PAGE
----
When we sing “America the Beautiful” we are reminded of the magnificence of this great land, truly blessed by God in its grandeur. Just recently I flew out to Montrose, Colorado and the view from the flight from Denver was simply breathtaking. Last December we spent five days in Steamboat Springs and got caught in a snowstorm — what a nice Christmas feeling.
But it pains me to know that most of the lands in the western United States are controlled by the federal government. Does that bother you at all?
It’s a point that was brought home to me by the Montrose County Sheriff during my visit. My former colleague Rep. Rob Bishop (R-UT) has taken up this fight, as well as other state legislators.
I went back and did some research and wanted to share with you the vast federal government grab in western American states.
According to a Newsmax report from this past April after the Cliven Bundy standoff, “Western lawmakers are seeking ways to take control of the vast amount of federally managed land in their states. “What is really driving the frustration now out West is that we know there are enormous natural resources on these lands, and with the federal ownership, it is the government bureaucrats — who are not without a political agenda — who are making the decisions on how to extract,” said Bonner Cohen, a senior fellow at the National Center for Public Policy Research. More than 50 lawmakers from nine Western states gathered for a summit in Utah last April, where an estimated 67 percent of the land is owned by the federal government and which has twice passed provisions seeking to reduce the reach of Washington’s control over that property.”I found it shocking that almost 70 percent of the land of a sovereign state in America is controlled by the federal government. But then I did a bit more philosophical digging and found something even more disturbing.
From The Communist Manifesto by Karl Marx and Friederich Engels, the number one tenet of the manifesto states, “Abolition of private property in land and application of all rents of land to public purpose.” And consider the richness of resources on those lands that could spur on economic growth in these states. We know of the Bakken oil field discovery in North Dakota and what that has meant for job opportunities and the economy there — how many other states out west could realize the same economic boom?As Newsmax put it, “the main reason the federal government offers for owning the large tracts is for the purpose of preservation and protection. On top of that, the lands are home to some of America’s most abundant natural resources, including oil, gas, and coal, and are essential for local economies that depend on mining, ranching, and lumber. Currently, these federal lands cost taxpayers around $8 billion a year.”
The Congressional Research Service (CRS) reported in its 2012 “Federal Land Ownership: Overview and Data” study that the federal government owns and manages nearly 640 million acres, or nearly 30 percent of the land in the United States, mostly in the West and Alaska. For example, 62 percent of Alaska is federally owned, as well as 62 percent of Idaho. More than 81 percent of Nevada is managed by federal authorities; 48 percent of California; 35 percent of New Mexico; 53 percent of Oregon; 29 percent of Washington; and just over 48 percent of Wyoming. The CRS found that of the 640 million acres owned by the federal government, 609 million were managed among four agencies, all with environmental missions: the BLM, the Fish and Wildlife Service, the National Park Service, and the Department of the Interior.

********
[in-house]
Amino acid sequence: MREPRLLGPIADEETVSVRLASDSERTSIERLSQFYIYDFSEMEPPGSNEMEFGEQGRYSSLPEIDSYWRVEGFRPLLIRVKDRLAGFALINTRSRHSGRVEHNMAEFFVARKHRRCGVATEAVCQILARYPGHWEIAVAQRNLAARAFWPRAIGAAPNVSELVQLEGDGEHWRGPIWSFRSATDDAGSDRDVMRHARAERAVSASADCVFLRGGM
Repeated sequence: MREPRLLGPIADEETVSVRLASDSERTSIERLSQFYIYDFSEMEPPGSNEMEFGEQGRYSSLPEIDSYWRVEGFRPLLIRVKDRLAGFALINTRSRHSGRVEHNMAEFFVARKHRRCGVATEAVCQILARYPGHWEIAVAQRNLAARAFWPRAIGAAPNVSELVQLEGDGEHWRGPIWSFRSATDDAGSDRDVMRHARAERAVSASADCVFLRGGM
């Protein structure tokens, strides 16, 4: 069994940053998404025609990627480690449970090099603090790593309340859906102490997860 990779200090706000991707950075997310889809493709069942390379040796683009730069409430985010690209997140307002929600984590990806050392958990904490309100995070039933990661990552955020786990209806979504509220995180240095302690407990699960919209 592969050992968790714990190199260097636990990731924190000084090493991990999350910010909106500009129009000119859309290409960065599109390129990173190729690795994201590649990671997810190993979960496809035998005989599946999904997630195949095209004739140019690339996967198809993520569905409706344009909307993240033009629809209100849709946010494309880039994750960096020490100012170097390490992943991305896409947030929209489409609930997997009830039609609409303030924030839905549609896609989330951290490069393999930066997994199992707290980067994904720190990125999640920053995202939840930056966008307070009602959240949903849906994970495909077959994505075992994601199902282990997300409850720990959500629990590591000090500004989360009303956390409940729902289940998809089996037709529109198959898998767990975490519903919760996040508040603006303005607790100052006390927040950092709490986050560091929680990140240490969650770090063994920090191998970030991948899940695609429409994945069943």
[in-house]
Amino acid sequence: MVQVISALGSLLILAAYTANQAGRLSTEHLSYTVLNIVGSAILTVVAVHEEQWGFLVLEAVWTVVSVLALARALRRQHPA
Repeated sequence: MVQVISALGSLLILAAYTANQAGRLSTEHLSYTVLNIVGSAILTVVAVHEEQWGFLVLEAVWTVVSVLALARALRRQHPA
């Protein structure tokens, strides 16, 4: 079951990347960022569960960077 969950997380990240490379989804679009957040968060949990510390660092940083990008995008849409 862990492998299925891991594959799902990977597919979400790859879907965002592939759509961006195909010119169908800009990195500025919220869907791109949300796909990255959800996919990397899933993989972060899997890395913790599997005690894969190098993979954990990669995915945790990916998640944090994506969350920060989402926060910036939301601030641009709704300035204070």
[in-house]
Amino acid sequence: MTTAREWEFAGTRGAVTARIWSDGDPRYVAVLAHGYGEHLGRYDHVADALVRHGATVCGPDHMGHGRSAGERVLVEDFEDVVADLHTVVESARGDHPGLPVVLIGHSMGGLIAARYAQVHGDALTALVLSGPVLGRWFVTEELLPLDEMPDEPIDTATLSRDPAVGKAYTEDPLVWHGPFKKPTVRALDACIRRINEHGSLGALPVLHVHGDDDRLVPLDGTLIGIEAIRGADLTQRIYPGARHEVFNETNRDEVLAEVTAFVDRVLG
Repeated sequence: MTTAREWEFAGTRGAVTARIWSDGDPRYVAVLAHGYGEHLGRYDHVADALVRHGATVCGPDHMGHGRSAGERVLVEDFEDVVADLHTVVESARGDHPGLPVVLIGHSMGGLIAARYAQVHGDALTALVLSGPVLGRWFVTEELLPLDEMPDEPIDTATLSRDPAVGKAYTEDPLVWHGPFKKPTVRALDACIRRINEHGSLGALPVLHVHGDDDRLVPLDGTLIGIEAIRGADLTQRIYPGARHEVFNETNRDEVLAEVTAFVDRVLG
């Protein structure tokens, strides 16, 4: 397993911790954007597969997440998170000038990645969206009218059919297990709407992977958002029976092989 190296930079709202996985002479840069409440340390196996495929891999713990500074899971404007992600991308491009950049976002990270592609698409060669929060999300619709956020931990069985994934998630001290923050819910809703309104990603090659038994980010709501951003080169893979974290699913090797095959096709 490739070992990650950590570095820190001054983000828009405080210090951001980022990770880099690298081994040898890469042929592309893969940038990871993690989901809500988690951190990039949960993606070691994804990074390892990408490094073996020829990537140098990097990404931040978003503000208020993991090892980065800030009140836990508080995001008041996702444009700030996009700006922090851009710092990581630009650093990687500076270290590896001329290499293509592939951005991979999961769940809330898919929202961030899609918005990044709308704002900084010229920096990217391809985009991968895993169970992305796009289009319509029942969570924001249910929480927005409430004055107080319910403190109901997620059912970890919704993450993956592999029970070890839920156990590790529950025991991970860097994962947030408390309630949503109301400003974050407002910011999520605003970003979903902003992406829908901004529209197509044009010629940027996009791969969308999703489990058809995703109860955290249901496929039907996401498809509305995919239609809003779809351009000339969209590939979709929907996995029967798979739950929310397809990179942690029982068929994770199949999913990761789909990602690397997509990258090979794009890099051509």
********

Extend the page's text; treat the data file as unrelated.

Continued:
I think the $8 billion cost to the American taxpayer is a low-ball number — especially considering the budgets of the four government agencies involved. And we all know the Environmental Protection Agency has a part in this, declaring more “endangered species” which cordons off even more land access – which we reported here.
And don’t forget that little Obama administration political stunt over not getting his “sequestration way” and closing many National Parks by the federal government — and the costs to the states of that.
“Federal policy for the nation’s first 150 years was for the federal government to dispose of lands it acquired by handing it back to states, businesses, or individuals,” Chris Edwards, director of tax policy studies at the Cato Institute, told Newsmax. “Federalism is the fundamental structure of the Constitution. The states should be the ‘laboratories of democracy.’ They should each innovate with their own land governance structures. If we don’t absolutely need the federal government involved with something, then it shouldn’t be,” Edwards said.
Now don’t think these progressive socialists aren’t going to allow these western states safe passage on this issue. Newsmax says t”he Center for American Progress, a liberal policy group, wrote that in the last year, “seven Western states — Utah, Arizona, Wyoming, New Mexico, Colorado, Nevada, and Idaho — have passed, introduced, or explored legislation demanding that the federal government turn over millions of acres of federal public lands to the states.” The CAP calls the legislative efforts a “losing battle” and little more than “political grandstanding,” The Washington Post reported.”
Always remember that any opposition to expanding government control will meet typical progressive socialist taunting as “political grandstanding.” That whole concept of “federalism” is lost on them.
Some of you may read this and say, so what? Well if progressive socialists control the major urban centers and are gaining greater control of the expansive western lands — where will freedom ring? Yes, I do believe in Federalism and there is an inherent danger in the federal government owning large portions of a state. Do you believe the same?
It’s one of the simple tests between a progressive socialist and a constitutional conservative.